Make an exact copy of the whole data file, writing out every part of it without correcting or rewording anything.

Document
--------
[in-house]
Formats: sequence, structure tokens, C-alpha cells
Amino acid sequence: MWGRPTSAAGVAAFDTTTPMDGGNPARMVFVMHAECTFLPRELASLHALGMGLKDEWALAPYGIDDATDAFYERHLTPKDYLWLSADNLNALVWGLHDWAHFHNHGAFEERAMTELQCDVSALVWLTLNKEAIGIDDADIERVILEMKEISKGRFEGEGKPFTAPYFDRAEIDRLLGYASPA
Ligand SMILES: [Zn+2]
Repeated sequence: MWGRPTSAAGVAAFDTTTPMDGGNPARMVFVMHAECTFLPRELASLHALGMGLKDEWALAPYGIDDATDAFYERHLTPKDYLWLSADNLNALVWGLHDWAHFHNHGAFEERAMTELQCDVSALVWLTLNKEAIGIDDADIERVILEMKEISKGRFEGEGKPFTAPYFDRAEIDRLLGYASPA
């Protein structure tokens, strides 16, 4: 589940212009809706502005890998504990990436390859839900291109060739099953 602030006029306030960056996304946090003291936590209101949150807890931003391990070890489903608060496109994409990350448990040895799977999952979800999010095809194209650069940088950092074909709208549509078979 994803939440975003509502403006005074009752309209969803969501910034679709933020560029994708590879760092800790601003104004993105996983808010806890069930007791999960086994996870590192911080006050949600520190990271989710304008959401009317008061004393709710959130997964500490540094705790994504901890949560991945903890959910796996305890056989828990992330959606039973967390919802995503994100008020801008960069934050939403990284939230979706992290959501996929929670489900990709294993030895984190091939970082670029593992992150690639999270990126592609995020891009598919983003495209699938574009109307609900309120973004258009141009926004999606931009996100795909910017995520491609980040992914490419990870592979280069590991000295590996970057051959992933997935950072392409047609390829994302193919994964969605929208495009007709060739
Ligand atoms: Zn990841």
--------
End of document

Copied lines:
[in-house]
Formats: sequence, structure tokens, C-alpha cells
Amino acid sequence: MWGRPTSAAGVAAFDTTTPMDGGNPARMVFVMHAECTFLPRELASLHALGMGLKDEWALAPYGIDDATDAFYERHLTPKDYLWLSADNLNALVWGLHDWAHFHNHGAFEERAMTELQCDVSALVWLTLNKEAIGIDDADIERVILEMKEISKGRFEGEGKPFTAPYFDRAEIDRLLGYASPA
Ligand SMILES: [Zn+2]
Repeated sequence: MWGRPTSAAGVAAFDTTTPMDGGNPARMVFVMHAECTFLPRELASLHALGMGLKDEWALAPYGIDDATDAFYERHLTPKDYLWLSADNLNALVWGLHDWAHFHNHGAFEERAMTELQCDVSALVWLTLNKEAIGIDDADIERVILEMKEISKGRFEGEGKPFTAPYFDRAEIDRLLGYASPA
């Protein structure tokens, strides 16, 4: 589940212009809706502005890998504990990436390859839900291109060739099953 602030006029306030960056996304946090003291936590209101949150807890931003391990070890489903608060496109994409990350448990040895799977999952979800999010095809194209650069940088950092074909709208549509078979 994803939440975003509502403006005074009752309209969803969501910034679709933020560029994708590879760092800790601003104004993105996983808010806890069930007791999960086994996870590192911080006050949600520190990271989710304008959401009317008061004393709710959130997964500490540094705790994504901890949560991945903890959910796996305890056989828990992330959606039973967390919802995503994100008020801008960069934050939403990284939230979706992290959501996929929670489900990709294993030895984190091939970082670029593992992150690639999270990126592609995020891009598919983003495209699938574009109307609900309120973004258009141009926004999606931009996100795909910017995520491609980040992914490419990870592979280069590991000295590996970057051959992933997935950072392409047609390829994302193919994964969605929208495009007709060739
Ligand atoms: Zn990841």